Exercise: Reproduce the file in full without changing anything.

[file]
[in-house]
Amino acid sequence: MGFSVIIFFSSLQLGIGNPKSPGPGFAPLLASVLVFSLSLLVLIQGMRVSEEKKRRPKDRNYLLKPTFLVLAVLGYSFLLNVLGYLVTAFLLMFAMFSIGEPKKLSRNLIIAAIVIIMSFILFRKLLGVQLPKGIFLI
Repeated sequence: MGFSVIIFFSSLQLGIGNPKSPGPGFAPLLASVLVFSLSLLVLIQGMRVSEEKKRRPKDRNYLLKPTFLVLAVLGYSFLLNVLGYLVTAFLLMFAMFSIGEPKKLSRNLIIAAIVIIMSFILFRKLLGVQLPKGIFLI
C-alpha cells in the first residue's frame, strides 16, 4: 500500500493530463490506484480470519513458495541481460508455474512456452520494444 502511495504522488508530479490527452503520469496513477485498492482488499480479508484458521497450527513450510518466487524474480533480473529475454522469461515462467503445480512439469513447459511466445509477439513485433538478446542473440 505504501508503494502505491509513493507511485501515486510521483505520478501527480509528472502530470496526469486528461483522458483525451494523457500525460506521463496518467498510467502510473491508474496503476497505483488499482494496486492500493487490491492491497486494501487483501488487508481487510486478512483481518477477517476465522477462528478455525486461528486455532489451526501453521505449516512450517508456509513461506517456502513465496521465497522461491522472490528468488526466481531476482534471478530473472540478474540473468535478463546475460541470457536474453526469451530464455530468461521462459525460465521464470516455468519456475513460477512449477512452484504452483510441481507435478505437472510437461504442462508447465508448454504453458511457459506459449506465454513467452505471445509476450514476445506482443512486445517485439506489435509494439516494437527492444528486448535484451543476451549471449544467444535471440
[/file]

[in-house]
Amino acid sequence: MGFSVIIFFSSLQLGIGNPKSPGPGFAPLLASVLVFSLSLLVLIQGMRVSEEKKRRPKDRNYLLKPTFLVLAVLGYSFLLNVLGYLVTAFLLMFAMFSIGEPKKLSRNLIIAAIVIIMSFILFRKLLGVQLPKGIFLI
Repeated sequence: MGFSVIIFFSSLQLGIGNPKSPGPGFAPLLASVLVFSLSLLVLIQGMRVSEEKKRRPKDRNYLLKPTFLVLAVLGYSFLLNVLGYLVTAFLLMFAMFSIGEPKKLSRNLIIAAIVIIMSFILFRKLLGVQLPKGIFLI
C-alpha cells in the first residue's frame, strides 16, 4: 500500500493530463490506484480470519513458495541481460508455474512456452520494444 502511495504522488508530479490527452503520469496513477485498492482488499480479508484458521497450527513450510518466487524474480533480473529475454522469461515462467503445480512439469513447459511466445509477439513485433538478446542473440 505504501508503494502505491509513493507511485501515486510521483505520478501527480509528472502530470496526469486528461483522458483525451494523457500525460506521463496518467498510467502510473491508474496503476497505483488499482494496486492500493487490491492491497486494501487483501488487508481487510486478512483481518477477517476465522477462528478455525486461528486455532489451526501453521505449516512450517508456509513461506517456502513465496521465497522461491522472490528468488526466481531476482534471478530473472540478474540473468535478463546475460541470457536474453526469451530464455530468461521462459525460465521464470516455468519456475513460477512449477512452484504452483510441481507435478505437472510437461504442462508447465508448454504453458511457459506459449506465454513467452505471445509476450514476445506482443512486445517485439506489435509494439516494437527492444528486448535484451543476451549471449544467444535471440